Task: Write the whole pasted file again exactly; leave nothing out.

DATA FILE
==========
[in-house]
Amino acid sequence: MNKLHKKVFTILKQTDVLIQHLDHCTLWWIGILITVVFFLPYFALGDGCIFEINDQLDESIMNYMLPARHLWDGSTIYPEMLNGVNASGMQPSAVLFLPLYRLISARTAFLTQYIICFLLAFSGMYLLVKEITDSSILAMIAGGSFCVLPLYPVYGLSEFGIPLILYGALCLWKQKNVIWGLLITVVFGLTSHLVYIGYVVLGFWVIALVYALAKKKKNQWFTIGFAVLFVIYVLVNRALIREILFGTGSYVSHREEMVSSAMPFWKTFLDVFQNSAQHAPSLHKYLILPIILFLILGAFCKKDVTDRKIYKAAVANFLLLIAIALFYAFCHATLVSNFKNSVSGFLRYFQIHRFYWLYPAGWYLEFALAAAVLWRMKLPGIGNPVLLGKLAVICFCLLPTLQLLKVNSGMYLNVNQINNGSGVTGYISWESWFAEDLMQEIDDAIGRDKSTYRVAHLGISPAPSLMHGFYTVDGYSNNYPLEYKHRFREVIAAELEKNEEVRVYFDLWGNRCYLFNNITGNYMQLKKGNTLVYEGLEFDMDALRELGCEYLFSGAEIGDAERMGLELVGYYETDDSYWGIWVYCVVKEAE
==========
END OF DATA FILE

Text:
[in-house]
Amino acid sequence: MNKLHKKVFTILKQTDVLIQHLDHCTLWWIGILITVVFFLPYFALGDGCIFEINDQLDESIMNYMLPARHLWDGSTIYPEMLNGVNASGMQPSAVLFLPLYRLISARTAFLTQYIICFLLAFSGMYLLVKEITDSSILAMIAGGSFCVLPLYPVYGLSEFGIPLILYGALCLWKQKNVIWGLLITVVFGLTSHLVYIGYVVLGFWVIALVYALAKKKKNQWFTIGFAVLFVIYVLVNRALIREILFGTGSYVSHREEMVSSAMPFWKTFLDVFQNSAQHAPSLHKYLILPIILFLILGAFCKKDVTDRKIYKAAVANFLLLIAIALFYAFCHATLVSNFKNSVSGFLRYFQIHRFYWLYPAGWYLEFALAAAVLWRMKLPGIGNPVLLGKLAVICFCLLPTLQLLKVNSGMYLNVNQINNGSGVTGYISWESWFAEDLMQEIDDAIGRDKSTYRVAHLGISPAPSLMHGFYTVDGYSNNYPLEYKHRFREVIAAELEKNEEVRVYFDLWGNRCYLFNNITGNYMQLKKGNTLVYEGLEFDMDALRELGCEYLFSGAEIGDAERMGLELVGYYETDDSYWGIWVYCVVKEAE